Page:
By a Philadelphia, PA Car Accident Injury Lawyer
In general, pursuant to Pennsylvania car accident law, limited tort drivers cannot recover for non-economic damages, i.e., pain and suffering damages, as a result of an accident caused by another driver. They may only recover economic damages such as work loss, out of pocket medical expenses, etc.
Although limited tort drivers are limited in their ability to sue at-fault drivers for pain and suffering damages, there are exceptions to this rule. When such exceptions apply, limited tort drivers will be deemed to have full tort, and they may then sue for pain and suffering damages, as well as economic damages.
Exceptions to Limited Tort
In a previous blog, Philadelphia, PA Car Accidents – What You Need to Know About Limited Tort, we provided specific exceptions to limited tort. In this two part blog, we will provide specific examples of these exceptions.
Pennsylvania Motor Vehicle Financial Responsibility Law (MVFRL), section 1705(d)(3) provides:
An individual otherwise bound by the limited tort election shall retain full tort rights if injured while an occupant of a motor vehicle other than a private passenger motor vehicle.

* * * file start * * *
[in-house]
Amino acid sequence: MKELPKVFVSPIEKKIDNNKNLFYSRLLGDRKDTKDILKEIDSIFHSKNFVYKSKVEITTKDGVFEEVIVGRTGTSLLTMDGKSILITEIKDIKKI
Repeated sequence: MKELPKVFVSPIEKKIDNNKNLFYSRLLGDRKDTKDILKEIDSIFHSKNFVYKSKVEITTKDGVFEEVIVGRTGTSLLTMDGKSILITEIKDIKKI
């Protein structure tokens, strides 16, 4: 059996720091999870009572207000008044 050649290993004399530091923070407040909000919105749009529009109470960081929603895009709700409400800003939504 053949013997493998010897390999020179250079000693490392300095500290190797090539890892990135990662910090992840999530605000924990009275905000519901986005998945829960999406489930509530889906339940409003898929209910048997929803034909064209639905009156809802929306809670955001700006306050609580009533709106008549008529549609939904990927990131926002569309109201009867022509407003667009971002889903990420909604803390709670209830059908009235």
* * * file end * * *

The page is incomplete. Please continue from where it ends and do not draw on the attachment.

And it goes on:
The question then becomes, what is a motor vehicle other than a private passenger motor vehicle? This is defined in Section 1702, which provides:
“Private passenger motor vehicle.” A four-wheel motor vehicle, except recreational vehicles not intended for highway use, which is insured by a natural person and:
(1) is a passenger car neither used as a public or livery conveyance nor rented to others; or
(2) has a gross weight not exceeding 9,000 pounds and is not principally used for commercial purposes other than farming.
The term does not include any motor vehicle insured exclusively under a policy covering garage, automobile sales agency repair shop, service station or public parking place operation hazards.
Under the statute, motorcycles would not be considered a private passenger motor vehicle.
This seems relatively straightforward. The confusion comes in when the motorcycle rider also owns a car and when both the motorcycle and car policies are provided by the same insurance company.
Just because an injured motorcycle rider has limited tort on his car insurance policy does not mean that limited tort applies when he is injured as a result of a motorcycle accident.
Motorcycles are not private passenger motor vehicles, and hence, injured riders are not bound by the limited tort they have on their car insurance policy.
Motorcycle riders/passenger are more likely to sustain serious injuries compared to car drivers/passengers as a result of an accident. Motorcycles do not provide any protection to riders, whose bodies often come in direct contact with the striking vehicle.
Stay tuned for part 2 of this article series.
Help After Being Injured in a Philadelphia Car Accident
If you have limited tort and were injured in a car accident in Philadelphia, it is best that you speak to a Pennsylvania car accident lawyer. Jordan Namerow is an experienced PA car accident lawyer and always offers FREE consultations. 215-985-0777